How to Drive Participation in Employee Philanthropy Programs
Jul 11, 2016
Over 90% of surveyed companies said improved employee engagement was a top benefit of workplace volunteering.
There’s no denying the numbers. Companies, no matter the size or market, report immense and various benefits of a corporate responsibility strategy. Whether the approach is via pro bono work, volunteering hours or fundraising for philanthropy, corporate social responsibility attracts new employees and maintains engagement of your current team. Unfortunately, though job seekers and employees are calling for these programs, participation numbers haven’t always reflected the enthusiasm. Luckily, though there are many possible causes of low participation in workplace giving, hope is not lost. Inspiring your team again might be a little less complicated than you first imagined.
Read more on how Employee Giving is the Community Connection Your Company Needs
Make Giving Accessible
The logistics of your corporate social responsibility program can be a deterrent to participation as well. Technology has eased many challenges, but it has also increased the expectations of your team. Employees want participation to be easily integrated within existing processes. For example, charitable matching and volunteering programs are placed within the system that tracks payroll or time off. This means employees are naturally prompted to give and assist while doing tasks they would do anyway. If you work with a corporate philanthropy program that integrates into any of your existing employee programs, you’re already one step ahead!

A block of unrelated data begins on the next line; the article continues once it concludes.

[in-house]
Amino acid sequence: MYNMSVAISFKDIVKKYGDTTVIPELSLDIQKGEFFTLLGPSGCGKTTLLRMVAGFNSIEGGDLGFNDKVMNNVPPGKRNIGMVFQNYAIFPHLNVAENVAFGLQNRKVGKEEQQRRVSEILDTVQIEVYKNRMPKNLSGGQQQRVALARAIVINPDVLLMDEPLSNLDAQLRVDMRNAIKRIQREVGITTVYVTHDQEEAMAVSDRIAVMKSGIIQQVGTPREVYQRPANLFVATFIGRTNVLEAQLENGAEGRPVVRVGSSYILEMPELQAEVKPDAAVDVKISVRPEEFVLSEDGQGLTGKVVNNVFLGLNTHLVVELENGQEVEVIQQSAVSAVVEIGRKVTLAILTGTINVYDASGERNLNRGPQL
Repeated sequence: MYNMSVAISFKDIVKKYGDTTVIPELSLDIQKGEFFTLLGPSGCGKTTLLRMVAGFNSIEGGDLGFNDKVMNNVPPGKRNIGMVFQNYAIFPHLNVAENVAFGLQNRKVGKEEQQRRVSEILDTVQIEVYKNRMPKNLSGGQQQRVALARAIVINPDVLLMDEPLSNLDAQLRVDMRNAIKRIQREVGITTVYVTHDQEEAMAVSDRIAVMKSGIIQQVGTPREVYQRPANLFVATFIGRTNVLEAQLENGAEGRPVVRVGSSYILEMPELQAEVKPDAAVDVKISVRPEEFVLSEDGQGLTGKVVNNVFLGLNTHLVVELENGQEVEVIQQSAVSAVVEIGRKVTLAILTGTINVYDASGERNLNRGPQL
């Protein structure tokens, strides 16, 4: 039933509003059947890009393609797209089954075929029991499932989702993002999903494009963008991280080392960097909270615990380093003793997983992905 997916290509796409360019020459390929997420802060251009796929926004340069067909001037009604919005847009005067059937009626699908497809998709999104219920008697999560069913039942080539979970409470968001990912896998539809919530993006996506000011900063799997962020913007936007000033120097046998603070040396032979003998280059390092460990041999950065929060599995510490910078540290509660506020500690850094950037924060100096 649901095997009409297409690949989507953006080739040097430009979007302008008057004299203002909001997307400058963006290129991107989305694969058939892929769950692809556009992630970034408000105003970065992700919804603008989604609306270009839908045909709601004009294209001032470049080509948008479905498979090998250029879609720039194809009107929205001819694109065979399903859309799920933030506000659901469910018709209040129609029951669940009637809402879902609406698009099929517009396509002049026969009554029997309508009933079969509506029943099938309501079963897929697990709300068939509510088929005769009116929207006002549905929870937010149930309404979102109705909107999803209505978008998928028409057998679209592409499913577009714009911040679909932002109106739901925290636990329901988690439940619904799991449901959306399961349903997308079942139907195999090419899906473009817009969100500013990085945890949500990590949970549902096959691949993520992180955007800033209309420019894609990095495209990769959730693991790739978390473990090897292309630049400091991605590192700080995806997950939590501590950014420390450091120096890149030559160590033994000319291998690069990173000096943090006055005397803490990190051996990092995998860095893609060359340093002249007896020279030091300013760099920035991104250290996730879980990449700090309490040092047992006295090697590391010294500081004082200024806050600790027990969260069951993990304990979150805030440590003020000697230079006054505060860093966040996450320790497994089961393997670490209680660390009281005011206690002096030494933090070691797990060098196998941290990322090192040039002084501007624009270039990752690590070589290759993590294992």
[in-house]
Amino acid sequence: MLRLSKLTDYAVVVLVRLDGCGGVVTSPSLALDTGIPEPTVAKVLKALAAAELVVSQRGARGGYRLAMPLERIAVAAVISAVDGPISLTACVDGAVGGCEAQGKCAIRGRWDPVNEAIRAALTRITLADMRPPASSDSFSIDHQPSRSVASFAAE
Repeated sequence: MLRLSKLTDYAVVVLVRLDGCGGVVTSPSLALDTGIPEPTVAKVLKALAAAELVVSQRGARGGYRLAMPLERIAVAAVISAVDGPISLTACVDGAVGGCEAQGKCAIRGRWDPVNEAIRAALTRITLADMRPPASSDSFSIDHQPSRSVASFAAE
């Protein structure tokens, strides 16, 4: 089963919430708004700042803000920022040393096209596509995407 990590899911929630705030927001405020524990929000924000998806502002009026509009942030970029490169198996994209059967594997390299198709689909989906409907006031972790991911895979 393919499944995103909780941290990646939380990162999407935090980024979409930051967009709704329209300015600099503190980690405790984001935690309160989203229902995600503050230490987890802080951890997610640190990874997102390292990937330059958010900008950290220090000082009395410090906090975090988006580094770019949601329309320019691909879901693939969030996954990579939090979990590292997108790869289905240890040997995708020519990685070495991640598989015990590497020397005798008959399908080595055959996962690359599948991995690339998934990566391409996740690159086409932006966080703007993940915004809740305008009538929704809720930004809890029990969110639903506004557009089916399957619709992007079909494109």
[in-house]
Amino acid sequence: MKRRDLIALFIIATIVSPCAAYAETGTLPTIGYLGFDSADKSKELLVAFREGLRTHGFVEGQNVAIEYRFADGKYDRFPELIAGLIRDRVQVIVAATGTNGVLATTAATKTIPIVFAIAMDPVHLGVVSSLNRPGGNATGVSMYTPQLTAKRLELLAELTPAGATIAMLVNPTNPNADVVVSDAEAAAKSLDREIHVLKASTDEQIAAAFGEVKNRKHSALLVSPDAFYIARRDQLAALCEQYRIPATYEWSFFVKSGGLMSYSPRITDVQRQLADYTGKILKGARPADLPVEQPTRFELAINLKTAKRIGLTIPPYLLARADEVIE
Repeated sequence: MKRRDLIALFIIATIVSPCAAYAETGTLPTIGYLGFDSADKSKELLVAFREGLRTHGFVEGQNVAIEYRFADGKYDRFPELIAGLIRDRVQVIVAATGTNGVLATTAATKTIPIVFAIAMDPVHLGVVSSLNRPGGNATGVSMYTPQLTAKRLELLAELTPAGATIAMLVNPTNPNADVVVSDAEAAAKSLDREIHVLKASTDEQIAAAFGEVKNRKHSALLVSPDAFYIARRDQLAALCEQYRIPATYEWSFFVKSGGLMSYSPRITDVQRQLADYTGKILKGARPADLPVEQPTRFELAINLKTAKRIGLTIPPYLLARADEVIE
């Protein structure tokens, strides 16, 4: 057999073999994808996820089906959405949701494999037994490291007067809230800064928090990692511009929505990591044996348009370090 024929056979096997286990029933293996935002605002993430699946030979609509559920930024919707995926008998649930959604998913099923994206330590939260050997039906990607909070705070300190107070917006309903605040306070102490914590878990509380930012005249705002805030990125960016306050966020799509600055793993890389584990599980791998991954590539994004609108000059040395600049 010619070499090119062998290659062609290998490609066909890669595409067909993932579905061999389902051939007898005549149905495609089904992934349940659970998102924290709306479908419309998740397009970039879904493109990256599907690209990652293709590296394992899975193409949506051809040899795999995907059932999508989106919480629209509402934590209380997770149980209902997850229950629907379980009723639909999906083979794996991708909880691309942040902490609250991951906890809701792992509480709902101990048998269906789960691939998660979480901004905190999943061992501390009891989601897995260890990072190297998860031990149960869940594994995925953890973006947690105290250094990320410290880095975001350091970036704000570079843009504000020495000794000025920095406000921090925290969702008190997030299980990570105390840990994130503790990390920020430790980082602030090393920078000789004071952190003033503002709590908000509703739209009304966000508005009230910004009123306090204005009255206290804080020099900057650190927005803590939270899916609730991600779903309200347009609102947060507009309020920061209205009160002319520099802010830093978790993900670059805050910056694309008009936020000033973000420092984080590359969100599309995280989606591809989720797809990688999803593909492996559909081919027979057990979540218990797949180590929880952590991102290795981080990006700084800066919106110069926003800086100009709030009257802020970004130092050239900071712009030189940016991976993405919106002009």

Of course, accessibility is far more than just technology and can be as simple as communication. Employees might need their company to proactively communicate opportunities being sponsored or remove obstacles, like time or travel. Accessibility can be as simple as an automated email asking employees to contribute or reminding them of an upcoming drive or giving event. Give employees ideas on how they can assist and show them just how far their contributions can go with tangible examples.
Try! Begin listing community opportunities or featuring a specific nonprofit each month within a company newsletter or internal email then offer carpooling services to onsite programs or devote a set number of volunteering hours for employees to use on pro bono work.
Keep Involvement Local
They say, “Charity begins at home.” Being familiar with philanthropy and having a personal connection to its work naturally raises our interest in lending our time or finances. Your team is comprised of many individuals from various walks of life with their very own set of causes they hold dear, so what resonates with one person may not hit home quite as close with another. However, participation increases when people see results and nowhere is that easier than with a local charity or organization.